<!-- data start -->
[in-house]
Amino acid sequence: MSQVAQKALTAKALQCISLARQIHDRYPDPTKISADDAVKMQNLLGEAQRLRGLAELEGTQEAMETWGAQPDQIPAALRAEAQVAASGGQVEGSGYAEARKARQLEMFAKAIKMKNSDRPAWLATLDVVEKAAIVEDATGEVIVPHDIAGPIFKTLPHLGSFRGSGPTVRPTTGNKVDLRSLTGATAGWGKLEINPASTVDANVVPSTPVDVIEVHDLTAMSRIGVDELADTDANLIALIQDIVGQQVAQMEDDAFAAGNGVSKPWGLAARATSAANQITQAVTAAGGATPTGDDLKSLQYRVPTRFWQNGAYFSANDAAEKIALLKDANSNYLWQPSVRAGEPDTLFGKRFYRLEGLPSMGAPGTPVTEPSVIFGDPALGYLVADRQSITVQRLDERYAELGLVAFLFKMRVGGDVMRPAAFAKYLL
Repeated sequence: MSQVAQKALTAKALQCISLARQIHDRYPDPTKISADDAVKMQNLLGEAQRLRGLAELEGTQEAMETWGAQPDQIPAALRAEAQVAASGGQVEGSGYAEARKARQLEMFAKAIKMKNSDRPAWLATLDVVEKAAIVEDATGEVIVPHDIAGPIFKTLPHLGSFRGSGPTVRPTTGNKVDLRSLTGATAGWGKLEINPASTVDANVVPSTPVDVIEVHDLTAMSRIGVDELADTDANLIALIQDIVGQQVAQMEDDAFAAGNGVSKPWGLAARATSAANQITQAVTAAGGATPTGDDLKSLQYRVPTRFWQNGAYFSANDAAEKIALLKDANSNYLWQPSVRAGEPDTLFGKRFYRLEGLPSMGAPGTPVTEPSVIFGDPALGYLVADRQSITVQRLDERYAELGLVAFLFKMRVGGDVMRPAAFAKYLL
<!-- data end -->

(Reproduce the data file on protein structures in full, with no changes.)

[in-house]
Amino acid sequence: MSQVAQKALTAKALQCISLARQIHDRYPDPTKISADDAVKMQNLLGEAQRLRGLAELEGTQEAMETWGAQPDQIPAALRAEAQVAASGGQVEGSGYAEARKARQLEMFAKAIKMKNSDRPAWLATLDVVEKAAIVEDATGEVIVPHDIAGPIFKTLPHLGSFRGSGPTVRPTTGNKVDLRSLTGATAGWGKLEINPASTVDANVVPSTPVDVIEVHDLTAMSRIGVDELADTDANLIALIQDIVGQQVAQMEDDAFAAGNGVSKPWGLAARATSAANQITQAVTAAGGATPTGDDLKSLQYRVPTRFWQNGAYFSANDAAEKIALLKDANSNYLWQPSVRAGEPDTLFGKRFYRLEGLPSMGAPGTPVTEPSVIFGDPALGYLVADRQSITVQRLDERYAELGLVAFLFKMRVGGDVMRPAAFAKYLL
Repeated sequence: MSQVAQKALTAKALQCISLARQIHDRYPDPTKISADDAVKMQNLLGEAQRLRGLAELEGTQEAMETWGAQPDQIPAALRAEAQVAASGGQVEGSGYAEARKARQLEMFAKAIKMKNSDRPAWLATLDVVEKAAIVEDATGEVIVPHDIAGPIFKTLPHLGSFRGSGPTVRPTTGNKVDLRSLTGATAGWGKLEINPASTVDANVVPSTPVDVIEVHDLTAMSRIGVDELADTDANLIALIQDIVGQQVAQMEDDAFAAGNGVSKPWGLAARATSAANQITQAVTAAGGATPTGDDLKSLQYRVPTRFWQNGAYFSANDAAEKIALLKDANSNYLWQPSVRAGEPDTLFGKRFYRLEGLPSMGAPGTPVTEPSVIFGDPALGYLVADRQSITVQRLDERYAELGLVAFLFKMRVGGDVMRPAAFAKYLL